“Be careful of your actions,” Beal said. “Everything you tweet or post is a reflection on your employer.”
8. Use the Right Account
When the Family Feud Twitter account posted a very political statement, people took notice. Family Feud said they were hacked, but Beal suspects that someone simply logged into the wrong Twitter account, which is easy to do if you use tools like HootSuite or TweetDeck.
“Hire the right people,” Beal said. “Make sure they’re not the type of person who goes on a political rant or posts something obscene or offensive. It’s not OK. It still has an influence on your business.”
9. Know Your Audience
Beal cited the example of Pearl Izumi, which created an ad where a runner was giving CPR to a dog. It created a huge uproar from animal lovers who complained on their Facebook page and offended their own customers.
“Just because you think your audience might like it, you must think about what others will think,” he said, also referencing the recent Stephen Colbert issue, where an inside joke from the show which mocked the racism of the Washington Redskins, but to outsiders who saw it on Twitter, it just looked highly offensive to Asians.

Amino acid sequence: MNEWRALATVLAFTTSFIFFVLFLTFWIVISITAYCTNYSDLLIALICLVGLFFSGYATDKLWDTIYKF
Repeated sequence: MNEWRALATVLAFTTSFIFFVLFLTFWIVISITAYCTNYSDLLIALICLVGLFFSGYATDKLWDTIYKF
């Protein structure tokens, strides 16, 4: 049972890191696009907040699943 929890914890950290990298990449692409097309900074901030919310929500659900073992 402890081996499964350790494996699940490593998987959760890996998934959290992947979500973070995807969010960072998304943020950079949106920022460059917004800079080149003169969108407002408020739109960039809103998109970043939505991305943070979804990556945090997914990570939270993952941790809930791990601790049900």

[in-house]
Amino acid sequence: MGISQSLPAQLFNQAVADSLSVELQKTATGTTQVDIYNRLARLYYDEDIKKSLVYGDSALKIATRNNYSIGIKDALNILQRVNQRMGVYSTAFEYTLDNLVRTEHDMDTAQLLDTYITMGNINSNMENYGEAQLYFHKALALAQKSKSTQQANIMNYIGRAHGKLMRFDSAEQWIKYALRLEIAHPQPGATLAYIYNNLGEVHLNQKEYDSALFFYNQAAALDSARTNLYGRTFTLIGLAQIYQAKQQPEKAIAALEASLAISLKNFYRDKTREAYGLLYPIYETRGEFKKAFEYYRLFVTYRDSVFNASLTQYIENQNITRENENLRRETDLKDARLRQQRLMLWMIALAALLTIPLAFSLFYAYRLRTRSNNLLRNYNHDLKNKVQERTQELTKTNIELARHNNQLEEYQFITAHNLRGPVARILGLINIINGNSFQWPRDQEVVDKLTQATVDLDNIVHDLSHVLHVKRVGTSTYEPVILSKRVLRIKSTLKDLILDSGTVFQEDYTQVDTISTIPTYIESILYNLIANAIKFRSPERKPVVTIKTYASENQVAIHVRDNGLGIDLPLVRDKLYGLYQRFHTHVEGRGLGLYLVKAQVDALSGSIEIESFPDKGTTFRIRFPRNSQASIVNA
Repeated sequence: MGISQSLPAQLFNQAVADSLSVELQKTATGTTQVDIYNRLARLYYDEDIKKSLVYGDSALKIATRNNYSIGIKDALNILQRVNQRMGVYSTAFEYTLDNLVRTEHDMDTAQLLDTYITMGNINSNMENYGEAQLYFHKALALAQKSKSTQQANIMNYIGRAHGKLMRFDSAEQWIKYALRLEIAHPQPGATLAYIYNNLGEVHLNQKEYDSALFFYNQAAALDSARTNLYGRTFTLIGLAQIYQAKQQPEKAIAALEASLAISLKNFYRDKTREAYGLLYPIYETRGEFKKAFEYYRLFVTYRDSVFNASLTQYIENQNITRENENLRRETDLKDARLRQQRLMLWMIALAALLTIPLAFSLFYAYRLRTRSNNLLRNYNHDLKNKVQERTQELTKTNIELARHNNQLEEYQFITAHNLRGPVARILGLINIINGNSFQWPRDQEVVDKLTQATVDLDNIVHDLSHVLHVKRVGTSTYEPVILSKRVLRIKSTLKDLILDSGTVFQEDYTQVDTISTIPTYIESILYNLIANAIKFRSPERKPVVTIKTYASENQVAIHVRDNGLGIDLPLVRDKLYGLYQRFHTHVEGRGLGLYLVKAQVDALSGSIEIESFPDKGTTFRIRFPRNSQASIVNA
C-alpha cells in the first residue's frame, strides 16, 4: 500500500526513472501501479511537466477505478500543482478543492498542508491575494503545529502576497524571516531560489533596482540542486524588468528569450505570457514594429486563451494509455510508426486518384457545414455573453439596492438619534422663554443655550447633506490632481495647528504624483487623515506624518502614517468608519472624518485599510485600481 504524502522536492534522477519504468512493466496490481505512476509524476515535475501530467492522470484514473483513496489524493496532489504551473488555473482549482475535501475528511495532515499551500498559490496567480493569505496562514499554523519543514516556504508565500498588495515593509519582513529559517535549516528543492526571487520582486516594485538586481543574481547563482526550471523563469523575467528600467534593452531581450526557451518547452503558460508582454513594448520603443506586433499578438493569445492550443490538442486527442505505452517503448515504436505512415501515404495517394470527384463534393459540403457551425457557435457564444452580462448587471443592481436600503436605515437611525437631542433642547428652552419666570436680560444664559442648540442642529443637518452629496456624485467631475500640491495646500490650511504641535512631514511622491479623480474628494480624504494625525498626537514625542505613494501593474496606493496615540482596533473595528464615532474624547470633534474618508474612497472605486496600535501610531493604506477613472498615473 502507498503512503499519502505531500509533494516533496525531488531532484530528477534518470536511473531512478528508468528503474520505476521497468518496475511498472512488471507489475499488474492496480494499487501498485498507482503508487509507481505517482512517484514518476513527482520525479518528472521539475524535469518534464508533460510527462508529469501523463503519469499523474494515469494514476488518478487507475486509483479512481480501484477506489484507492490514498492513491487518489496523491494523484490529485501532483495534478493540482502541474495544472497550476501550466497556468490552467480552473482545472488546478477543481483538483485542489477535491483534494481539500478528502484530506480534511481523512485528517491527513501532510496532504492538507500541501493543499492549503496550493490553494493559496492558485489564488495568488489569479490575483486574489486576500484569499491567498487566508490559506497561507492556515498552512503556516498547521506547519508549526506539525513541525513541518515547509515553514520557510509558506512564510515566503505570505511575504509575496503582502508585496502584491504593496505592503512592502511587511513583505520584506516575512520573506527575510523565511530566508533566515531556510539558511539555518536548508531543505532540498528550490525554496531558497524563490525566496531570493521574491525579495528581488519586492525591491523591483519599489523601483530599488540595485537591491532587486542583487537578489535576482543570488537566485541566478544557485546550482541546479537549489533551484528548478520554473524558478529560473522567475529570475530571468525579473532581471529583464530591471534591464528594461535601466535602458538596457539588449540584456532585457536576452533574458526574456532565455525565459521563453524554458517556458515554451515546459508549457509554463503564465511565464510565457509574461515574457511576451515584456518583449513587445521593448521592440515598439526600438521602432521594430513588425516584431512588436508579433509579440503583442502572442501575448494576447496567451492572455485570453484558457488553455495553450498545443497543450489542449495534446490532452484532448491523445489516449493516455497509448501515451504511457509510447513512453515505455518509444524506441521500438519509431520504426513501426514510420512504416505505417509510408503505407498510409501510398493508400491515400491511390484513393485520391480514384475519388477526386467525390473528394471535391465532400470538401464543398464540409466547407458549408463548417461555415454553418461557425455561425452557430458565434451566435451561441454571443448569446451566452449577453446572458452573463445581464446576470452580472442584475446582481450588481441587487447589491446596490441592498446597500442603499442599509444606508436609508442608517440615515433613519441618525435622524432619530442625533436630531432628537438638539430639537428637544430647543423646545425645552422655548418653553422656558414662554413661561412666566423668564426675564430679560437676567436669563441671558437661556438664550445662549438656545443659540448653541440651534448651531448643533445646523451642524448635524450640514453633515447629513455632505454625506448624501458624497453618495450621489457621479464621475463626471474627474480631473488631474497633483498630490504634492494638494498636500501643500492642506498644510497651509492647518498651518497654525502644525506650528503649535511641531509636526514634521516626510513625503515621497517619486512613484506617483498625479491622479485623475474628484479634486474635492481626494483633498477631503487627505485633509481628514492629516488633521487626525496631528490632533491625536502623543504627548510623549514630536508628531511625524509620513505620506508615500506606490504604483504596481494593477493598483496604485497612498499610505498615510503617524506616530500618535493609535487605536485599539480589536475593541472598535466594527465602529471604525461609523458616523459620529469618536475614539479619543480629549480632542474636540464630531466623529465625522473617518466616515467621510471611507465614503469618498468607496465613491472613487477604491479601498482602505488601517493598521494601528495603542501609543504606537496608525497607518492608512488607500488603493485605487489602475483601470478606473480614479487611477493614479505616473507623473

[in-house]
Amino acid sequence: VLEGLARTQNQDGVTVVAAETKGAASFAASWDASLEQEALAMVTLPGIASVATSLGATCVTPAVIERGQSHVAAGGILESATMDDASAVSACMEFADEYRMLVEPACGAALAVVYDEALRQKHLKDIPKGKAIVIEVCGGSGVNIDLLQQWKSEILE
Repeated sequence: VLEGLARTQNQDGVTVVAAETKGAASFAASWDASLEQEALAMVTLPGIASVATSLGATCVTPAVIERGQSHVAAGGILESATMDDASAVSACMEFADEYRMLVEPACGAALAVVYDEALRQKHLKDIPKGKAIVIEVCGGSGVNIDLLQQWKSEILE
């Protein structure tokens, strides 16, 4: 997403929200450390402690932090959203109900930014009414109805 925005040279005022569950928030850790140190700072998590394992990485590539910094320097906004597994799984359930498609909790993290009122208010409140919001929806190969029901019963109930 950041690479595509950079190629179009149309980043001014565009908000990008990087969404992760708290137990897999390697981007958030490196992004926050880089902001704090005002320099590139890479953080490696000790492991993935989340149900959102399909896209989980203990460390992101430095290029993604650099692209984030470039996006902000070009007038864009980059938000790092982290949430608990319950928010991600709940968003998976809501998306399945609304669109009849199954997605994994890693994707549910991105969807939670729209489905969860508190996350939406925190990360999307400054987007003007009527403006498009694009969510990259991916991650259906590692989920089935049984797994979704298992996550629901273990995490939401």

10. Be Present
A frustrated British Airways customer took to Twitter to vent his frustration via a Promoted Tweet. British Airways, a global airline that runs 24-7, eventually responded by saying they shut it down after 5 o’clock.
“You can’t be online 24-7. [But] you can use social media monitoring tools so at least somebody is monitoring what’s being said.”
Beal said it’s smart to put people on call to monitor social media mentions, and contact the necessary people should any issues arrive during off hours.
11. Don’t Automate Engagement